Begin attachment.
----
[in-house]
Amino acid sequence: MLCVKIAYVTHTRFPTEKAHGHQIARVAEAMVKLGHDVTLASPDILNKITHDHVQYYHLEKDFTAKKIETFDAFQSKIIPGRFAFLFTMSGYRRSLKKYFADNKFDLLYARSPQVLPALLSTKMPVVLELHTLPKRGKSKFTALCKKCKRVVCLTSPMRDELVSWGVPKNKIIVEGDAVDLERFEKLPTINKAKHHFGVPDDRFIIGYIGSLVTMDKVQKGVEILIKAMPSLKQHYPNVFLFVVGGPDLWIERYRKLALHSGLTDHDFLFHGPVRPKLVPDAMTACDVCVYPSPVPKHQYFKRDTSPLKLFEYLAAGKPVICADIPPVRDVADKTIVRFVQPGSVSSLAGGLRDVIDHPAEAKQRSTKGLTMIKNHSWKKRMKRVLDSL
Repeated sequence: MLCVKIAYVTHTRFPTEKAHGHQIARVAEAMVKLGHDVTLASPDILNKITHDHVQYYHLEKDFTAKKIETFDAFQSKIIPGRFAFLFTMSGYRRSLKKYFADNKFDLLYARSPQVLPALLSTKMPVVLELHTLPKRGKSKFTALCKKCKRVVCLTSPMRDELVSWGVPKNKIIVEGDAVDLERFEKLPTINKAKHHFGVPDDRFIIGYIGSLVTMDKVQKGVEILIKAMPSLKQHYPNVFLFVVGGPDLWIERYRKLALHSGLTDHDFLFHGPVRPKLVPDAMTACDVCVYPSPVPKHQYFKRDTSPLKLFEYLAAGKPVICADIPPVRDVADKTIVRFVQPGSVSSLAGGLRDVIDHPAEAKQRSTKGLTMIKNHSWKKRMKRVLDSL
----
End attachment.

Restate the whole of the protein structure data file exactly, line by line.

[in-house]
Amino acid sequence: MLCVKIAYVTHTRFPTEKAHGHQIARVAEAMVKLGHDVTLASPDILNKITHDHVQYYHLEKDFTAKKIETFDAFQSKIIPGRFAFLFTMSGYRRSLKKYFADNKFDLLYARSPQVLPALLSTKMPVVLELHTLPKRGKSKFTALCKKCKRVVCLTSPMRDELVSWGVPKNKIIVEGDAVDLERFEKLPTINKAKHHFGVPDDRFIIGYIGSLVTMDKVQKGVEILIKAMPSLKQHYPNVFLFVVGGPDLWIERYRKLALHSGLTDHDFLFHGPVRPKLVPDAMTACDVCVYPSPVPKHQYFKRDTSPLKLFEYLAAGKPVICADIPPVRDVADKTIVRFVQPGSVSSLAGGLRDVIDHPAEAKQRSTKGLTMIKNHSWKKRMKRVLDSL
Repeated sequence: MLCVKIAYVTHTRFPTEKAHGHQIARVAEAMVKLGHDVTLASPDILNKITHDHVQYYHLEKDFTAKKIETFDAFQSKIIPGRFAFLFTMSGYRRSLKKYFADNKFDLLYARSPQVLPALLSTKMPVVLELHTLPKRGKSKFTALCKKCKRVVCLTSPMRDELVSWGVPKNKIIVEGDAVDLERFEKLPTINKAKHHFGVPDDRFIIGYIGSLVTMDKVQKGVEILIKAMPSLKQHYPNVFLFVVGGPDLWIERYRKLALHSGLTDHDFLFHGPVRPKLVPDAMTACDVCVYPSPVPKHQYFKRDTSPLKLFEYLAAGKPVICADIPPVRDVADKTIVRFVQPGSVSSLAGGLRDVIDHPAEAKQRSTKGLTMIKNHSWKKRMKRVLDSL